Rolled Composition Roof: A Comprehensive Guide to Roofing Techniques

Last updated on March 24, 2024

Exploring rolled composition roofing is a must because its durability, cost-effectiveness, and ease of installation make it an ideal option for homeowners and contractors alike.

Key takeaways:

  • Rolled roofing is lightweight, economical, and easy to install.
  • Materials include asphalt, fiberglass or organic felt, and mineral granules.
  • Installation process involves preparing the roof deck, measuring, and overlapping layers.
  • Regular inspections, drainage, and roof coating are important for maintenance.
  • Lifespan ranges from 5 to 15 years, with factors like installation quality and climate affecting durability.

What Is Rolled Roofing?

what is rolled roofing

Rolled roofing, also known as MSR (mineral-surfaced roll roofing), is a lightweight, economical roofing material primarily used on low-slope roofs. Manufactured in large rolls that are typically 36 inches wide, it is composed of a layer of asphalt and either fiberglass or organic felt for a base. The top surface is covered with mineral granules that protect the asphalt from the sun’s UV rays.

Due to its design, this type of roofing is quick to install, providing a continuous, sealed surface that offers basic protection against the elements. Typically chosen for utilitarian buildings like sheds, shops, and barns, rolled roofing can be a cost-effective solution for residential applications with appropriately low roof pitches. It’s essential to note that while rolled roofing offers convenience and affordability, its aesthetic appeal and durability are generally considered to be less than those of traditional shingles.

Materials and Composition of Rolled Roofing

materials and composition of rolled roofing

Rolled roofing, commonly crafted from the same materials as asphalt shingles, is a cost-effective and straightforward solution for covering low slope and flat roofs. Typically, it consists of a base mat made from fiberglass or organic materials, which is then saturated with asphalt for waterproofing. The outer surface is coated with mineral granules that provide UV protection and add to the product’s durability.

Key points about the composition of rolled roofing:

  • Base Material: Organic mats, once the norm, have increasingly been replaced by more durable and lighter fiberglass options.
  • Asphalt Coating: Ensures that the product is waterproof, a vital characteristic for effective roofing material.
  • Top Layer: Fine mineral granules shield the roof from sun damage while giving it a finished look.
  • Width and Length: Rolls are typically 36 inches wide and come in various lengths, up to 36 feet, making them suitable for a swift and seamless installation process.
  • Colors and Textures: A range of colors and textures are available to match different aesthetic preferences and to blend with traditional shingle roofing when needed.

Installation Process of Roll Roofing

Ensure the roof deck is clean, dry, and free from protrusions. Repair any damages to the substrate before beginning the roll roofing installation to create a solid base.

Measure the roof to determine how much material you will need, allowing for an overlap of at least two inches on the edges. Cut the roll roofing to size according to your measurements.

Begin at the bottom edge of the roof and roll out the first course horizontally, parallel to the eaves. Secure the edge by nailing along the bottom, spacing nails 6-8 inches apart.

Apply roofing cement beneath the upper edge of the roll, then press it firmly into place. This seals the material and prevents water ingress.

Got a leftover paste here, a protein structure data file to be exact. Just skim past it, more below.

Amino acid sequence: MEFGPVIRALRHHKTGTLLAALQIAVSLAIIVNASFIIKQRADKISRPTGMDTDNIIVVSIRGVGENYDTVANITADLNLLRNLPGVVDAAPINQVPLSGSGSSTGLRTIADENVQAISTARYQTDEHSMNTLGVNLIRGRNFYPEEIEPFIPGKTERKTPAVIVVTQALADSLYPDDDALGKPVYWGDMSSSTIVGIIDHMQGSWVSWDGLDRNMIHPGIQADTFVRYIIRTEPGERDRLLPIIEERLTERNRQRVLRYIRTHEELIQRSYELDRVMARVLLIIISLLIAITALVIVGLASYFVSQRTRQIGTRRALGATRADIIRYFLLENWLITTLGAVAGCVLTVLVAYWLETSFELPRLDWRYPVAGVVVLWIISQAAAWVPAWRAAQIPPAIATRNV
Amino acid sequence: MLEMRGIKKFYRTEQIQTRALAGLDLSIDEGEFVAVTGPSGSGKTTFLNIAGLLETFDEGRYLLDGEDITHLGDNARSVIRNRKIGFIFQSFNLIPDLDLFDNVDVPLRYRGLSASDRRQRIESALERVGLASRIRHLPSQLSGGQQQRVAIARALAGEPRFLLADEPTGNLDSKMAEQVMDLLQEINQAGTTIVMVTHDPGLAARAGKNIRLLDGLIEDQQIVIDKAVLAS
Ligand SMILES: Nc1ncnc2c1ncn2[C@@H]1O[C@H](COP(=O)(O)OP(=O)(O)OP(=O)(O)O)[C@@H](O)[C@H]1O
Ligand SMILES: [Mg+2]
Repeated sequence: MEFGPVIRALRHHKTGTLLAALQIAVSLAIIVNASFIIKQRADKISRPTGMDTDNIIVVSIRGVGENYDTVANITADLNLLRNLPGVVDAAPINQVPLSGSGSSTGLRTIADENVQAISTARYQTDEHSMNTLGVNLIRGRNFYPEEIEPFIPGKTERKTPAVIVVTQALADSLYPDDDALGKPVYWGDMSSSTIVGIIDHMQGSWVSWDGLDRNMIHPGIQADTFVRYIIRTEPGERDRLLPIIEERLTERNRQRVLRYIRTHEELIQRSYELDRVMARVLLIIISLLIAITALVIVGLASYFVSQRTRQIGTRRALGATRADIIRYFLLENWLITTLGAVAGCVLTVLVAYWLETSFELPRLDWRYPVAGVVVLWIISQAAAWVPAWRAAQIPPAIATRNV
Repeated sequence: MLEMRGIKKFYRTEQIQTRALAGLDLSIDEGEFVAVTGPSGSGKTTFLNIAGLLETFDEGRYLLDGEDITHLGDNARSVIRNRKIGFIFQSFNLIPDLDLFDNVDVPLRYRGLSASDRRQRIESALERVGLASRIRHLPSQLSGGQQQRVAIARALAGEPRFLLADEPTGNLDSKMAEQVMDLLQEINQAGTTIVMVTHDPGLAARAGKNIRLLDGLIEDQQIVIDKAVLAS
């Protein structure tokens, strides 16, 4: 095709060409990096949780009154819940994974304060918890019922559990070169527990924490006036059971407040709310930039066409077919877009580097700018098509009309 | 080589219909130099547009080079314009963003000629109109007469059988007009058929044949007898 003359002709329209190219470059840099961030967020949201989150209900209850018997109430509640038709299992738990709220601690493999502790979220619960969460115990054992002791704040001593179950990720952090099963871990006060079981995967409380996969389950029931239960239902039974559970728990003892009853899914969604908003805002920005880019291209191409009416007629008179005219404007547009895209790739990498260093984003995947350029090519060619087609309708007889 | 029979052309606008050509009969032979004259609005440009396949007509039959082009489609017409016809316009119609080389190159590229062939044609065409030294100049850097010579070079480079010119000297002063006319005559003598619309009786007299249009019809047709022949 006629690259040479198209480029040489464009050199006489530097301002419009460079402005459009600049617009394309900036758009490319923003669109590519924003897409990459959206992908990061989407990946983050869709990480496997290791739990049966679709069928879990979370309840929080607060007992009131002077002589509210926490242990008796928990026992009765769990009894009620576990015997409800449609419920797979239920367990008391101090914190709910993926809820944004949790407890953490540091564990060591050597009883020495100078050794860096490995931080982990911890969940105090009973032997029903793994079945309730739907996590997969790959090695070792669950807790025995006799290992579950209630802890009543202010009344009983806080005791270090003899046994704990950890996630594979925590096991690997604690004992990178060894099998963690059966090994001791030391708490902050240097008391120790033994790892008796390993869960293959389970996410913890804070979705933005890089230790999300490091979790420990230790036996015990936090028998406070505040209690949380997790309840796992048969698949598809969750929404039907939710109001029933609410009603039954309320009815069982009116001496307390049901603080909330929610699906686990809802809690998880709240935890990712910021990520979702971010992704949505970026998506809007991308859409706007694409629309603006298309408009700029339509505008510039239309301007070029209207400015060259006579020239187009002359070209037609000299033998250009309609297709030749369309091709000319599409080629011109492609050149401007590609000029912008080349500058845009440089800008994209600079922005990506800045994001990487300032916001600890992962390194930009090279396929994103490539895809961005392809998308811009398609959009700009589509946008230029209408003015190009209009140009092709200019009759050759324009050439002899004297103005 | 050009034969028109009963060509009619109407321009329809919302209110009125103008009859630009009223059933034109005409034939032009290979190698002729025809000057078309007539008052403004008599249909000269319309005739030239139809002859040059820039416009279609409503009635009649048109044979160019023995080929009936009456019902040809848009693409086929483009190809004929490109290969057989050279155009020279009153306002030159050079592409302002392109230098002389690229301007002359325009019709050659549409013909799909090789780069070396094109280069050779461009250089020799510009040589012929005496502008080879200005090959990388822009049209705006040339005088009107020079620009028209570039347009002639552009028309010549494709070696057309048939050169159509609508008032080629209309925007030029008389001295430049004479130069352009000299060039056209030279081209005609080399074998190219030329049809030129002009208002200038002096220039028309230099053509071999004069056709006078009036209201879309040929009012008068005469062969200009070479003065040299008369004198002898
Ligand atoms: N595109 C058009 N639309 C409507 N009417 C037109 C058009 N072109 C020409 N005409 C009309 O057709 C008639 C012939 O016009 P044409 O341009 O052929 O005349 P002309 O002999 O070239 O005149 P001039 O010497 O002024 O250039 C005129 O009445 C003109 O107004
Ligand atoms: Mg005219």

Overlap subsequent layers over the first by at least two inches, nailing in the same manner, to ensure a watertight seal between courses.

Install flashing around roof features like vents, chimneys, and along the hips and ridges to ensure water is directed away from these vulnerable areas.

Finish the installation by trimming excess material at the roof edges and sealing the edges with roofing cement to ensure a neat appearance and additional protection against the elements.

Maintenance of Rolled Roofing

Regular inspections are crucial, ideally twice a year and after major weather events, to identify potential issues early on. Debris should be cleared from the roof surface to prevent damage and accumulation of moisture. Seams and edges require attentive examination to ensure that they remain sealed and intact. Any punctures, tears, or areas that are coming up must be repaired promptly to prevent water infiltration.

Drainage is also a key component of maintenance. To prevent ponding water that can lead to accelerated aging of the roofing material, ensure that gutters and downspouts are free of clogs.

Consider the application of a roof coating, which can extend the life of the roof by providing additional UV protection and water resistance. However, before applying any coatings or performing repairs, it is essential to clean the roof surface thoroughly.

Lastly, it is important to trim overhanging tree branches that may pose a risk to the roofing material. Falling limbs and accumulated leaves can be detrimental to the roof’s integrity, and keeping them at bay will aid in maintaining the roof’s condition.

Life Expectancy of Rolled Roofing

The longevity of rolled roofing typically spans between 5 to 15 years, with variations depending on several factors:

  • Installation quality: Precise adherence to guidelines during installation can significantly extend the service life.
  • Material composition: Higher-quality materials often lead to longer lifespans.
  • Climate: Regions with extreme weather conditions may cause faster deterioration.
  • Roof slope: Higher slope roofs can shed water more effectively, contributing to longer roof life.
  • Maintenance: Regular inspections and prompt repairs can prevent minor issues from escalating, thereby preserving the roofing material.